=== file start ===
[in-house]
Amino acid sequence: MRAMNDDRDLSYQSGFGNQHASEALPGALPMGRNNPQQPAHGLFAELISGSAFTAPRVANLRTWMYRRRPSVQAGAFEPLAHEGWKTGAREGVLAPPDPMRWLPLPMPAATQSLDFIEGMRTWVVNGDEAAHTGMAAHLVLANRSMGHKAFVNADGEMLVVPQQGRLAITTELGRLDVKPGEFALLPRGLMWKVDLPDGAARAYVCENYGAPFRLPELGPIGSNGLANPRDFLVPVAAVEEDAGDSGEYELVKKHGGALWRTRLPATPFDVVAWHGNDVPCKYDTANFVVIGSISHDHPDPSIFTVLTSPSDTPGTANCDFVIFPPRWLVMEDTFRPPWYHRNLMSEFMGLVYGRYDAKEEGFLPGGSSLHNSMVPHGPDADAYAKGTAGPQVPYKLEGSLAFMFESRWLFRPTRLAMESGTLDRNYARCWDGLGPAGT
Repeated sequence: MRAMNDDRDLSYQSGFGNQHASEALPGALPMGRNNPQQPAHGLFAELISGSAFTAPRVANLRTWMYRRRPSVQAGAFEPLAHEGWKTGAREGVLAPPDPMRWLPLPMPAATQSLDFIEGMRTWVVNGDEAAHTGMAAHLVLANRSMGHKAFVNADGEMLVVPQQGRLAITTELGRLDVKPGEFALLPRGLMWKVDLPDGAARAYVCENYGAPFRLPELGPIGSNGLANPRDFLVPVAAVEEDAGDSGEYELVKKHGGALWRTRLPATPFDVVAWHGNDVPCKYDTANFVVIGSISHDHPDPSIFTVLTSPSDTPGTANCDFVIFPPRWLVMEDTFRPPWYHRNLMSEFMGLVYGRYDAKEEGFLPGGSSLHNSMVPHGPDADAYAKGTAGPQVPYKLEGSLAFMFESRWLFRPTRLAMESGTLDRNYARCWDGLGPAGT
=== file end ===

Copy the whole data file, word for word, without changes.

[in-house]
Amino acid sequence: MRAMNDDRDLSYQSGFGNQHASEALPGALPMGRNNPQQPAHGLFAELISGSAFTAPRVANLRTWMYRRRPSVQAGAFEPLAHEGWKTGAREGVLAPPDPMRWLPLPMPAATQSLDFIEGMRTWVVNGDEAAHTGMAAHLVLANRSMGHKAFVNADGEMLVVPQQGRLAITTELGRLDVKPGEFALLPRGLMWKVDLPDGAARAYVCENYGAPFRLPELGPIGSNGLANPRDFLVPVAAVEEDAGDSGEYELVKKHGGALWRTRLPATPFDVVAWHGNDVPCKYDTANFVVIGSISHDHPDPSIFTVLTSPSDTPGTANCDFVIFPPRWLVMEDTFRPPWYHRNLMSEFMGLVYGRYDAKEEGFLPGGSSLHNSMVPHGPDADAYAKGTAGPQVPYKLEGSLAFMFESRWLFRPTRLAMESGTLDRNYARCWDGLGPAGT
Repeated sequence: MRAMNDDRDLSYQSGFGNQHASEALPGALPMGRNNPQQPAHGLFAELISGSAFTAPRVANLRTWMYRRRPSVQAGAFEPLAHEGWKTGAREGVLAPPDPMRWLPLPMPAATQSLDFIEGMRTWVVNGDEAAHTGMAAHLVLANRSMGHKAFVNADGEMLVVPQQGRLAITTELGRLDVKPGEFALLPRGLMWKVDLPDGAARAYVCENYGAPFRLPELGPIGSNGLANPRDFLVPVAAVEEDAGDSGEYELVKKHGGALWRTRLPATPFDVVAWHGNDVPCKYDTANFVVIGSISHDHPDPSIFTVLTSPSDTPGTANCDFVIFPPRWLVMEDTFRPPWYHRNLMSEFMGLVYGRYDAKEEGFLPGGSSLHNSMVPHGPDADAYAKGTAGPQVPYKLEGSLAFMFESRWLFRPTRLAMESGTLDRNYARCWDGLGPAGT